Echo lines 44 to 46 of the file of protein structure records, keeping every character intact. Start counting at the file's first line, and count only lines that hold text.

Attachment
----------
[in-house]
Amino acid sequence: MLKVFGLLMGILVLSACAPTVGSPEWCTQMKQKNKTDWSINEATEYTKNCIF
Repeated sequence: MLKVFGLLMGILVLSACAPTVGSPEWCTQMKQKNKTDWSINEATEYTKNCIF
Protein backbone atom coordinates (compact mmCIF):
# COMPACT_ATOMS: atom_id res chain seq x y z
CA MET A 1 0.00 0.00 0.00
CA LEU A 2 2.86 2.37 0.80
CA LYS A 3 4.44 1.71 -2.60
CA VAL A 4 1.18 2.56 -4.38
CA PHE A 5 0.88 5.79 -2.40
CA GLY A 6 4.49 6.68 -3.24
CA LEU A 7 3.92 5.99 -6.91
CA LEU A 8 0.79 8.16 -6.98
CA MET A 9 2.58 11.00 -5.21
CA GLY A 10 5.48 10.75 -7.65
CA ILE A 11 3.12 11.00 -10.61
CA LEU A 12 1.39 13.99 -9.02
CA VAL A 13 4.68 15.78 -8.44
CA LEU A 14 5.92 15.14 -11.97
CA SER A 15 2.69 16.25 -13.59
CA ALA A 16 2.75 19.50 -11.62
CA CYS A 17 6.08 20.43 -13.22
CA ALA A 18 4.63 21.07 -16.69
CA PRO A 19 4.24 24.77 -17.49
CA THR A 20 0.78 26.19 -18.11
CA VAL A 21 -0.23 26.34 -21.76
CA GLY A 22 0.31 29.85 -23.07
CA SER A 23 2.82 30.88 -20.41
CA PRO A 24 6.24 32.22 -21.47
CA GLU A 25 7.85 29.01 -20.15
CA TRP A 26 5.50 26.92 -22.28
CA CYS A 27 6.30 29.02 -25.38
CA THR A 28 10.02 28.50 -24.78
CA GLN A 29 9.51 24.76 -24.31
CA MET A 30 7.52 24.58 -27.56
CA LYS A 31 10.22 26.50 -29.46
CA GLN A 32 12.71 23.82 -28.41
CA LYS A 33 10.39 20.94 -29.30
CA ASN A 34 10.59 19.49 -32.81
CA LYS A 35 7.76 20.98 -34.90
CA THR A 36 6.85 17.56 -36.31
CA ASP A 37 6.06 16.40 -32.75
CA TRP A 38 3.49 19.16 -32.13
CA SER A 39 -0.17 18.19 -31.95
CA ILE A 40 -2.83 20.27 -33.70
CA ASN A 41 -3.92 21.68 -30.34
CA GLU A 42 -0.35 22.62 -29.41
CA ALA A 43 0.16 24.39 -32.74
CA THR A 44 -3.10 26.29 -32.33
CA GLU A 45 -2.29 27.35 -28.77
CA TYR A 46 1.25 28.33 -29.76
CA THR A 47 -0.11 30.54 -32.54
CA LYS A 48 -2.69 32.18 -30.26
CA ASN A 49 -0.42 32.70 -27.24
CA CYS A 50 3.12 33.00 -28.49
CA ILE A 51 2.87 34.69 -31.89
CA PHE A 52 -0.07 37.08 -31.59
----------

CA SER A 39 -0.17 18.19 -31.95
CA ILE A 40 -2.83 20.27 -33.70
CA ASN A 41 -3.92 21.68 -30.34